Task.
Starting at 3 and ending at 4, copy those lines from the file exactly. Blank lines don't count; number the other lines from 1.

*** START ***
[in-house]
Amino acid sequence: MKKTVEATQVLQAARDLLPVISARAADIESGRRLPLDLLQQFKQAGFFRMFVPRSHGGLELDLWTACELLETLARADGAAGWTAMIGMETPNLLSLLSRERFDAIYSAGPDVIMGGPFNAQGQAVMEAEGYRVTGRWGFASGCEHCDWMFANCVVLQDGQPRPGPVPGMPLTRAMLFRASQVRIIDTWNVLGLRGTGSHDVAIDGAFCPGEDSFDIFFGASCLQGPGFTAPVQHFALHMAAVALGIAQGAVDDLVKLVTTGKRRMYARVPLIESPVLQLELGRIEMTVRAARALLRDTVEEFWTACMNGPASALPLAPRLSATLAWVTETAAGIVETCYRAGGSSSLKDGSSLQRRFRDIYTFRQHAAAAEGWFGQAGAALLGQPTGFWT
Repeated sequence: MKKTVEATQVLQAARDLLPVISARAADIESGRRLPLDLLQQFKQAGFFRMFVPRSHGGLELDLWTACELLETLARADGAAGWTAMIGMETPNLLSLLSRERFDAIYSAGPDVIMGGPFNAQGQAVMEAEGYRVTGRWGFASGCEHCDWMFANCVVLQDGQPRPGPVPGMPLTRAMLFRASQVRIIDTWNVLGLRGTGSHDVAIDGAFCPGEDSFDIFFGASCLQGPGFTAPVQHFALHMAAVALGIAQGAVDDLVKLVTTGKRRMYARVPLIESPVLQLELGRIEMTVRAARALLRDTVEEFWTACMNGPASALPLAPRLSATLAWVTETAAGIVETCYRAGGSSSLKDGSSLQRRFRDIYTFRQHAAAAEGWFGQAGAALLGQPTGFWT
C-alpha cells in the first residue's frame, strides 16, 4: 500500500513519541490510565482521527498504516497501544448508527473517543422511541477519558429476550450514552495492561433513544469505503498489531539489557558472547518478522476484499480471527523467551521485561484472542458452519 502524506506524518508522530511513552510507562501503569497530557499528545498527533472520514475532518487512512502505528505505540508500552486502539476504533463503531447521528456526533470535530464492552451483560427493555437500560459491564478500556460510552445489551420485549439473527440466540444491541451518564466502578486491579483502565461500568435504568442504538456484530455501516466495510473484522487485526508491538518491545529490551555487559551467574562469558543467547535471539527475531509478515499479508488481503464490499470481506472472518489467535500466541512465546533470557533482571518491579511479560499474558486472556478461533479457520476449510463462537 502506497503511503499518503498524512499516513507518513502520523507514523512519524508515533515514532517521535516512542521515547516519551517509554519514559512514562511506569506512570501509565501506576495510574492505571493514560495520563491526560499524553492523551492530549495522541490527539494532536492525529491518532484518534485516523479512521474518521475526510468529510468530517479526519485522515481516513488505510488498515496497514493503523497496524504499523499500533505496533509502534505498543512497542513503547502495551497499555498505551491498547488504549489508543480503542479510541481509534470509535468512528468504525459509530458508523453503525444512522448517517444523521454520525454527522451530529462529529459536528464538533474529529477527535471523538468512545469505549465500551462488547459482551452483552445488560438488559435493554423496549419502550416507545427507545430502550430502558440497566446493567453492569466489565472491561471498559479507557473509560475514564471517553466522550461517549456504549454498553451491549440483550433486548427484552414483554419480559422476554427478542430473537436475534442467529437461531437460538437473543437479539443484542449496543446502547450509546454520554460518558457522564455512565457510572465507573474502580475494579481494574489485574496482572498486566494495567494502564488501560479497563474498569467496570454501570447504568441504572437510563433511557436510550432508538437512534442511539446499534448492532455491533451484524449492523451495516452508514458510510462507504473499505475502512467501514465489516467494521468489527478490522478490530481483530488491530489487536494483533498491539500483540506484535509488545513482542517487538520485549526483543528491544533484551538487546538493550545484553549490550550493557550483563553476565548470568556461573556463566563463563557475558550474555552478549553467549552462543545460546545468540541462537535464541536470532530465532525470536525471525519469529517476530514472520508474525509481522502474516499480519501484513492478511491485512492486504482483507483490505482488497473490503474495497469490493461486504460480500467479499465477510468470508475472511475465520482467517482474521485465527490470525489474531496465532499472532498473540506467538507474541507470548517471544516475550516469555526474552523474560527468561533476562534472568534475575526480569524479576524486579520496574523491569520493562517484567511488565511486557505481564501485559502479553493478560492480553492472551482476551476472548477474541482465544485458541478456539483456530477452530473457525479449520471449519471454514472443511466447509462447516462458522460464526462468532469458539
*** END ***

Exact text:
Repeated sequence: MKKTVEATQVLQAARDLLPVISARAADIESGRRLPLDLLQQFKQAGFFRMFVPRSHGGLELDLWTACELLETLARADGAAGWTAMIGMETPNLLSLLSRERFDAIYSAGPDVIMGGPFNAQGQAVMEAEGYRVTGRWGFASGCEHCDWMFANCVVLQDGQPRPGPVPGMPLTRAMLFRASQVRIIDTWNVLGLRGTGSHDVAIDGAFCPGEDSFDIFFGASCLQGPGFTAPVQHFALHMAAVALGIAQGAVDDLVKLVTTGKRRMYARVPLIESPVLQLELGRIEMTVRAARALLRDTVEEFWTACMNGPASALPLAPRLSATLAWVTETAAGIVETCYRAGGSSSLKDGSSLQRRFRDIYTFRQHAAAAEGWFGQAGAALLGQPTGFWT
C-alpha cells in the first residue's frame, strides 16, 4: 500500500513519541490510565482521527498504516497501544448508527473517543422511541477519558429476550450514552495492561433513544469505503498489531539489557558472547518478522476484499480471527523467551521485561484472542458452519 502524506506524518508522530511513552510507562501503569497530557499528545498527533472520514475532518487512512502505528505505540508500552486502539476504533463503531447521528456526533470535530464492552451483560427493555437500560459491564478500556460510552445489551420485549439473527440466540444491541451518564466502578486491579483502565461500568435504568442504538456484530455501516466495510473484522487485526508491538518491545529490551555487559551467574562469558543467547535471539527475531509478515499479508488481503464490499470481506472472518489467535500466541512465546533470557533482571518491579511479560499474558486472556478461533479457520476449510463462537 502506497503511503499518503498524512499516513507518513502520523507514523512519524508515533515514532517521535516512542521515547516519551517509554519514559512514562511506569506512570501509565501506576495510574492505571493514560495520563491526560499524553492523551492530549495522541490527539494532536492525529491518532484518534485516523479512521474518521475526510468529510468530517479526519485522515481516513488505510488498515496497514493503523497496524504499523499500533505496533509502534505498543512497542513503547502495551497499555498505551491498547488504549489508543480503542479510541481509534470509535468512528468504525459509530458508523453503525444512522448517517444523521454520525454527522451530529462529529459536528464538533474529529477527535471523538468512545469505549465500551462488547459482551452483552445488560438488559435493554423496549419502550416507545427507545430502550430502558440497566446493567453492569466489565472491561471498559479507557473509560475514564471517553466522550461517549456504549454498553451491549440483550433486548427484552414483554419480559422476554427478542430473537436475534442467529437461531437460538437473543437479539443484542449496543446502547450509546454520554460518558457522564455512565457510572465507573474502580475494579481494574489485574496482572498486566494495567494502564488501560479497563474498569467496570454501570447504568441504572437510563433511557436510550432508538437512534442511539446499534448492532455491533451484524449492523451495516452508514458510510462507504473499505475502512467501514465489516467494521468489527478490522478490530481483530488491530489487536494483533498491539500483540506484535509488545513482542517487538520485549526483543528491544533484551538487546538493550545484553549490550550493557550483563553476565548470568556461573556463566563463563557475558550474555552478549553467549552462543545460546545468540541462537535464541536470532530465532525470536525471525519469529517476530514472520508474525509481522502474516499480519501484513492478511491485512492486504482483507483490505482488497473490503474495497469490493461486504460480500467479499465477510468470508475472511475465520482467517482474521485465527490470525489474531496465532499472532498473540506467538507474541507470548517471544516475550516469555526474552523474560527468561533476562534472568534475575526480569524479576524486579520496574523491569520493562517484567511488565511486557505481564501485559502479553493478560492480553492472551482476551476472548477474541482465544485458541478456539483456530477452530473457525479449520471449519471454514472443511466447509462447516462458522460464526462468532469458539